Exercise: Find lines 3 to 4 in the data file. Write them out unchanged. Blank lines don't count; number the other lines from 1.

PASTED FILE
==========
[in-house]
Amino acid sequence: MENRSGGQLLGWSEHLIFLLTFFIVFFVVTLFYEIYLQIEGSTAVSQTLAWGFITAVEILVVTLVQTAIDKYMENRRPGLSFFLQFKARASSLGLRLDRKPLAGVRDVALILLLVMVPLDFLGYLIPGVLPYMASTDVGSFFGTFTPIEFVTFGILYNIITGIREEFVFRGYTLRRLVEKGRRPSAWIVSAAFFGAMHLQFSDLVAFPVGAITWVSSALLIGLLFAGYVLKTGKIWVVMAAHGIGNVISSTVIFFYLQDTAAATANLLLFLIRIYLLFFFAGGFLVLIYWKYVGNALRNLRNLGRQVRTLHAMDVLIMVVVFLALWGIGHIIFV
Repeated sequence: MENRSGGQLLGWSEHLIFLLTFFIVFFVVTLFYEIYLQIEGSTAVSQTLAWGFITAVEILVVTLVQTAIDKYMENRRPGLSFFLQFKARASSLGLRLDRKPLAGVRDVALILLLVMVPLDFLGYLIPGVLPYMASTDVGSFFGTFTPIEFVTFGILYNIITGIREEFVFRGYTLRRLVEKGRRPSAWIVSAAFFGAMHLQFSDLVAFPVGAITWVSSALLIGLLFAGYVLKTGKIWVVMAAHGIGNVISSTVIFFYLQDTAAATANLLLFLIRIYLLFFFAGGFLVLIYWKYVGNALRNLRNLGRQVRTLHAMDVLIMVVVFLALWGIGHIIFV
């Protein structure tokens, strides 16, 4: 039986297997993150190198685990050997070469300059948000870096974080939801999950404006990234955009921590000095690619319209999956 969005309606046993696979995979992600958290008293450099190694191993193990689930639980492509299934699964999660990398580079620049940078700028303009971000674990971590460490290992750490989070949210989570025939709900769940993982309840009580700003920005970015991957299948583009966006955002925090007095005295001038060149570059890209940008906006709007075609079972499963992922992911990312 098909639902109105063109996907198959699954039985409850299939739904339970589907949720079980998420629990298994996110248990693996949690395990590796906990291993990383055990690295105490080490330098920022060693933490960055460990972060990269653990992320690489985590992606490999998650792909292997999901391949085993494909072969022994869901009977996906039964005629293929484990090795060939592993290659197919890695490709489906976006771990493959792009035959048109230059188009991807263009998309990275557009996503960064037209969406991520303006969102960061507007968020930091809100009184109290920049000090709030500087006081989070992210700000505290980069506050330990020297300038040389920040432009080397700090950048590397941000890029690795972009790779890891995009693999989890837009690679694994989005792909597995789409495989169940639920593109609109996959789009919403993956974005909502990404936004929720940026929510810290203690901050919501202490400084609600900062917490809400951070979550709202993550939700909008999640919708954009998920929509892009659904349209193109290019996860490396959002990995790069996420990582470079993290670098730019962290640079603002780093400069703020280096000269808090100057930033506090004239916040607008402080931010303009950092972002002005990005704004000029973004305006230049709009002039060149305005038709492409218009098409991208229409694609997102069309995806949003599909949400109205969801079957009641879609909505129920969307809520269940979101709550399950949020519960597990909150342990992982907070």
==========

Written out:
Repeated sequence: MENRSGGQLLGWSEHLIFLLTFFIVFFVVTLFYEIYLQIEGSTAVSQTLAWGFITAVEILVVTLVQTAIDKYMENRRPGLSFFLQFKARASSLGLRLDRKPLAGVRDVALILLLVMVPLDFLGYLIPGVLPYMASTDVGSFFGTFTPIEFVTFGILYNIITGIREEFVFRGYTLRRLVEKGRRPSAWIVSAAFFGAMHLQFSDLVAFPVGAITWVSSALLIGLLFAGYVLKTGKIWVVMAAHGIGNVISSTVIFFYLQDTAAATANLLLFLIRIYLLFFFAGGFLVLIYWKYVGNALRNLRNLGRQVRTLHAMDVLIMVVVFLALWGIGHIIFV
């Protein structure tokens, strides 16, 4: 039986297997993150190198685990050997070469300059948000870096974080939801999950404006990234955009921590000095690619319209999956 969005309606046993696979995979992600958290008293450099190694191993193990689930639980492509299934699964999660990398580079620049940078700028303009971000674990971590460490290992750490989070949210989570025939709900769940993982309840009580700003920005970015991957299948583009966006955002925090007095005295001038060149570059890209940008906006709007075609079972499963992922992911990312 098909639902109105063109996907198959699954039985409850299939739904339970589907949720079980998420629990298994996110248990693996949690395990590796906990291993990383055990690295105490080490330098920022060693933490960055460990972060990269653990992320690489985590992606490999998650792909292997999901391949085993494909072969022994869901009977996906039964005629293929484990090795060939592993290659197919890695490709489906976006771990493959792009035959048109230059188009991807263009998309990275557009996503960064037209969406991520303006969102960061507007968020930091809100009184109290920049000090709030500087006081989070992210700000505290980069506050330990020297300038040389920040432009080397700090950048590397941000890029690795972009790779890891995009693999989890837009690679694994989005792909597995789409495989169940639920593109609109996959789009919403993956974005909502990404936004929720940026929510810290203690901050919501202490400084609600900062917490809400951070979550709202993550939700909008999640919708954009998920929509892009659904349209193109290019996860490396959002990995790069996420990582470079993290670098730019962290640079603002780093400069703020280096000269808090100057930033506090004239916040607008402080931010303009950092972002002005990005704004000029973004305006230049709009002039060149305005038709492409218009098409991208229409694609997102069309995806949003599909949400109205969801079957009641879609909505129920969307809520269940979101709550399950949020519960597990909150342990992982907070």